If I had to describe my feeling after someone sees a personal childhood photo in one word; it would be “cringe.” And even though my childhood photos aren’t on social media (to my knowledge), I can guess that my feeling isn’t unique to me. 

    Posting childhood photos of your kid might not seem like a big deal. But when they grow older, they might feel embarrassed. Think about that yearbook photo that you hate to see. Imaging that photo being circulated and never being destroyed. 

    Getting consent might be an option if your child is all grown-up now. My mom doesn’t have an Instagram account but if she asks me whether I’m okay with her posting a photo, I might say yes (not the bathtub photo, never the bathtub photo). But you can’t get a two-year-old’s consent, no matter how cute they are. Posting pictures of children without consent isn’t a great parenting move, especially if it’s embarrassing. Pro tip: If it’s cute to you and your friends, it’s probably embarrassing for your kid.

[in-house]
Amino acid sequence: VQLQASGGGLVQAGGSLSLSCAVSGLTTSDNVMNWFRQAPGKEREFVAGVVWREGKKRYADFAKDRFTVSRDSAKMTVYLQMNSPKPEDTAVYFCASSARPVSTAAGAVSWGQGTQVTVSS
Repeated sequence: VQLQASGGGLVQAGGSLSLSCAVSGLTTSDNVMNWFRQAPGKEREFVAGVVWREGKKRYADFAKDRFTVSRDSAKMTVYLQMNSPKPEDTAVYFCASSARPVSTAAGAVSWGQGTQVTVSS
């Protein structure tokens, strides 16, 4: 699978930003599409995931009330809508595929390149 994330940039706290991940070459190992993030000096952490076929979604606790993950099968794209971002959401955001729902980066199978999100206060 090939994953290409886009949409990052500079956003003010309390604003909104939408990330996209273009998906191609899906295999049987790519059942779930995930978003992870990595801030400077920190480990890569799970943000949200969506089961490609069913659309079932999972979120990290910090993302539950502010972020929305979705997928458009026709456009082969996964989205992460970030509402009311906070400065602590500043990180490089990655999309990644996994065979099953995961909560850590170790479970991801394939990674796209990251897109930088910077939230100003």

Father and son taking a selfie with their tongues sticking out

    You Don’t Know Where Those Images are Sent 

    Lately, one of my friends sent a photo of himself in a group on a messaging app. This app tells you how many people have seen the photo. The group he sent this photo to was made up of 16 members. The photo was viewed by 34 people. What happened? 

    Things like this happen a lot. One of the dangers of posting kids’ pictures on Facebook or any other social media app is that you don’t have control over who sees it. You might think that you have a private account, but it’s easy to take a screenshot. This way other people see the photo; people you might not know or worse, might not want to see it.